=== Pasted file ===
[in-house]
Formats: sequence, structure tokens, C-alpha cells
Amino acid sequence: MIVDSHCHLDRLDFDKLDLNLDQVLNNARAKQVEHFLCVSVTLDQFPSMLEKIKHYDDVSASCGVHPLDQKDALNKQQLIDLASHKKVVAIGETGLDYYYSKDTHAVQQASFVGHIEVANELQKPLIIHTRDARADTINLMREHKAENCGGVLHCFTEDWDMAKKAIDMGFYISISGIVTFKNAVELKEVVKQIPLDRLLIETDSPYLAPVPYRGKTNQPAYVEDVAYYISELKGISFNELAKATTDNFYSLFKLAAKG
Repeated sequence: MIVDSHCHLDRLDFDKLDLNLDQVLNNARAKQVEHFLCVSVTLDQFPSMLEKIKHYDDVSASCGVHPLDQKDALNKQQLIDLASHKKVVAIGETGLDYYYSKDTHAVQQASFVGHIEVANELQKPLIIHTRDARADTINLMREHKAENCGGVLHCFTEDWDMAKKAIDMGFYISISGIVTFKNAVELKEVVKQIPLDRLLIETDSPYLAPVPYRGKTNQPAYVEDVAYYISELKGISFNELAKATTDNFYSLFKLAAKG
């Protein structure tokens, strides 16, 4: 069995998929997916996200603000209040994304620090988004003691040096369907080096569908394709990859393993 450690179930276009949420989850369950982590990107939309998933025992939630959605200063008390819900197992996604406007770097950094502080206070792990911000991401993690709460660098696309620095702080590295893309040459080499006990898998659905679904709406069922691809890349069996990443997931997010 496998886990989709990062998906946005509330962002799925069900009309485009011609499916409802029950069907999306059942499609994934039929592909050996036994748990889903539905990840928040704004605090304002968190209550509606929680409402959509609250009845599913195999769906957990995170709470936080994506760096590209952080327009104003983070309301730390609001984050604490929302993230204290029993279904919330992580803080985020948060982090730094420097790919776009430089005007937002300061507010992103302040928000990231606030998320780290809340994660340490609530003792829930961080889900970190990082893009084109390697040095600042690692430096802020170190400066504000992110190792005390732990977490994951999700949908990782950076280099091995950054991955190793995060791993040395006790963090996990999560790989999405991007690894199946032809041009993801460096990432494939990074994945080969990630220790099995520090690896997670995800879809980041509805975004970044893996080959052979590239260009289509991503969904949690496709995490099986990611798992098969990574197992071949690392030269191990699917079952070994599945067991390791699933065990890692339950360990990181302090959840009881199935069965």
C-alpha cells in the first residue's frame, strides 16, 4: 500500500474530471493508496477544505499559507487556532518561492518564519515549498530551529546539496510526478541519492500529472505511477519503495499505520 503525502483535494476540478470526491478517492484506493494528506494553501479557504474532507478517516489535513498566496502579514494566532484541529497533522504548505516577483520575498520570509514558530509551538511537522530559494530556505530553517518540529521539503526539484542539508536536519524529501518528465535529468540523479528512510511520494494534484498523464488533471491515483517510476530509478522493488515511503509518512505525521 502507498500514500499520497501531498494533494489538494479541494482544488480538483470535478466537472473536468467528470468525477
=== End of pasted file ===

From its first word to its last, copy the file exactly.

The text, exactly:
[in-house]
Formats: sequence, structure tokens, C-alpha cells
Amino acid sequence: MIVDSHCHLDRLDFDKLDLNLDQVLNNARAKQVEHFLCVSVTLDQFPSMLEKIKHYDDVSASCGVHPLDQKDALNKQQLIDLASHKKVVAIGETGLDYYYSKDTHAVQQASFVGHIEVANELQKPLIIHTRDARADTINLMREHKAENCGGVLHCFTEDWDMAKKAIDMGFYISISGIVTFKNAVELKEVVKQIPLDRLLIETDSPYLAPVPYRGKTNQPAYVEDVAYYISELKGISFNELAKATTDNFYSLFKLAAKG
Repeated sequence: MIVDSHCHLDRLDFDKLDLNLDQVLNNARAKQVEHFLCVSVTLDQFPSMLEKIKHYDDVSASCGVHPLDQKDALNKQQLIDLASHKKVVAIGETGLDYYYSKDTHAVQQASFVGHIEVANELQKPLIIHTRDARADTINLMREHKAENCGGVLHCFTEDWDMAKKAIDMGFYISISGIVTFKNAVELKEVVKQIPLDRLLIETDSPYLAPVPYRGKTNQPAYVEDVAYYISELKGISFNELAKATTDNFYSLFKLAAKG
């Protein structure tokens, strides 16, 4: 069995998929997916996200603000209040994304620090988004003691040096369907080096569908394709990859393993 450690179930276009949420989850369950982590990107939309998933025992939630959605200063008390819900197992996604406007770097950094502080206070792990911000991401993690709460660098696309620095702080590295893309040459080499006990898998659905679904709406069922691809890349069996990443997931997010 496998886990989709990062998906946005509330962002799925069900009309485009011609499916409802029950069907999306059942499609994934039929592909050996036994748990889903539905990840928040704004605090304002968190209550509606929680409402959509609250009845599913195999769906957990995170709470936080994506760096590209952080327009104003983070309301730390609001984050604490929302993230204290029993279904919330992580803080985020948060982090730094420097790919776009430089005007937002300061507010992103302040928000990231606030998320780290809340994660340490609530003792829930961080889900970190990082893009084109390697040095600042690692430096802020170190400066504000992110190792005390732990977490994951999700949908990782950076280099091995950054991955190793995060791993040395006790963090996990999560790989999405991007690894199946032809041009993801460096990432494939990074994945080969990630220790099995520090690896997670995800879809980041509805975004970044893996080959052979590239260009289509991503969904949690496709995490099986990611798992098969990574197992071949690392030269191990699917079952070994599945067991390791699933065990890692339950360990990181302090959840009881199935069965």
C-alpha cells in the first residue's frame, strides 16, 4: 500500500474530471493508496477544505499559507487556532518561492518564519515549498530551529546539496510526478541519492500529472505511477519503495499505520 503525502483535494476540478470526491478517492484506493494528506494553501479557504474532507478517516489535513498566496502579514494566532484541529497533522504548505516577483520575498520570509514558530509551538511537522530559494530556505530553517518540529521539503526539484542539508536536519524529501518528465535529468540523479528512510511520494494534484498523464488533471491515483517510476530509478522493488515511503509518512505525521 502507498500514500499520497501531498494533494489538494479541494482544488480538483470535478466537472473536468467528470468525477